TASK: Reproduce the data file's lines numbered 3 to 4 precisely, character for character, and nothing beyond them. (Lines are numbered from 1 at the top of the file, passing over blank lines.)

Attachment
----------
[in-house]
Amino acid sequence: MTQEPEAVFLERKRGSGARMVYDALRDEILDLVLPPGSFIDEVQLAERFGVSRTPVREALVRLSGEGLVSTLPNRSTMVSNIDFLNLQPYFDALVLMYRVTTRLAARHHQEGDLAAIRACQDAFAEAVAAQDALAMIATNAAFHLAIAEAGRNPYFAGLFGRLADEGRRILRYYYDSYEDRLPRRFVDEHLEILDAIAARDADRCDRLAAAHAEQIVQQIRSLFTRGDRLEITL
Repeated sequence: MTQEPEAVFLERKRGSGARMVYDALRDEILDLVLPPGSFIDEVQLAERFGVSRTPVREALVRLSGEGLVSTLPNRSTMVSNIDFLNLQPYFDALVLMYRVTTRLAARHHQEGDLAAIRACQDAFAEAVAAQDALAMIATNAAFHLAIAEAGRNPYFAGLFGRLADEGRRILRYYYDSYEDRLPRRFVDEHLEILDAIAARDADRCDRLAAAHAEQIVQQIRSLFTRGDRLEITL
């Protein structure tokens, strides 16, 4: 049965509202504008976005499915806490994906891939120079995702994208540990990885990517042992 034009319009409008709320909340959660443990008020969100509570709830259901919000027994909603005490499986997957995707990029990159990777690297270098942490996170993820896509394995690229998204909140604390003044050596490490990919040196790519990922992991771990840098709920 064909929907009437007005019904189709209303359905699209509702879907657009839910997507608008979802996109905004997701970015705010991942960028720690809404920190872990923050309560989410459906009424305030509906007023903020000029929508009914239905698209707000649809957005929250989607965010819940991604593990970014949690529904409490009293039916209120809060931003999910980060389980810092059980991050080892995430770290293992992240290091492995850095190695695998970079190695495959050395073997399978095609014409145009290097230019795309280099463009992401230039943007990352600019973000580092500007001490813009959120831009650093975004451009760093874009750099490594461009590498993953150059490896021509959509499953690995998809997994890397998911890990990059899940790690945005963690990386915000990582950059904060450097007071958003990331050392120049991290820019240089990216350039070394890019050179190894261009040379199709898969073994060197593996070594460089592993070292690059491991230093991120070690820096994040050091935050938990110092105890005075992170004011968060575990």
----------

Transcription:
Repeated sequence: MTQEPEAVFLERKRGSGARMVYDALRDEILDLVLPPGSFIDEVQLAERFGVSRTPVREALVRLSGEGLVSTLPNRSTMVSNIDFLNLQPYFDALVLMYRVTTRLAARHHQEGDLAAIRACQDAFAEAVAAQDALAMIATNAAFHLAIAEAGRNPYFAGLFGRLADEGRRILRYYYDSYEDRLPRRFVDEHLEILDAIAARDADRCDRLAAAHAEQIVQQIRSLFTRGDRLEITL
């Protein structure tokens, strides 16, 4: 049965509202504008976005499915806490994906891939120079995702994208540990990885990517042992 034009319009409008709320909340959660443990008020969100509570709830259901919000027994909603005490499986997957995707990029990159990777690297270098942490996170993820896509394995690229998204909140604390003044050596490490990919040196790519990922992991771990840098709920 064909929907009437007005019904189709209303359905699209509702879907657009839910997507608008979802996109905004997701970015705010991942960028720690809404920190872990923050309560989410459906009424305030509906007023903020000029929508009914239905698209707000649809957005929250989607965010819940991604593990970014949690529904409490009293039916209120809060931003999910980060389980810092059980991050080892995430770290293992992240290091492995850095190695695998970079190695495959050395073997399978095609014409145009290097230019795309280099463009992401230039943007990352600019973000580092500007001490813009959120831009650093975004451009760093874009750099490594461009590498993953150059490896021509959509499953690995998809997994890397998911890990990059899940790690945005963690990386915000990582950059904060450097007071958003990331050392120049991290820019240089990216350039070394890019050179190894261009040379199709898969073994060197593996070594460089592993070292690059491991230093991120070690820096994040050091935050938990110092105890005075992170004011968060575990």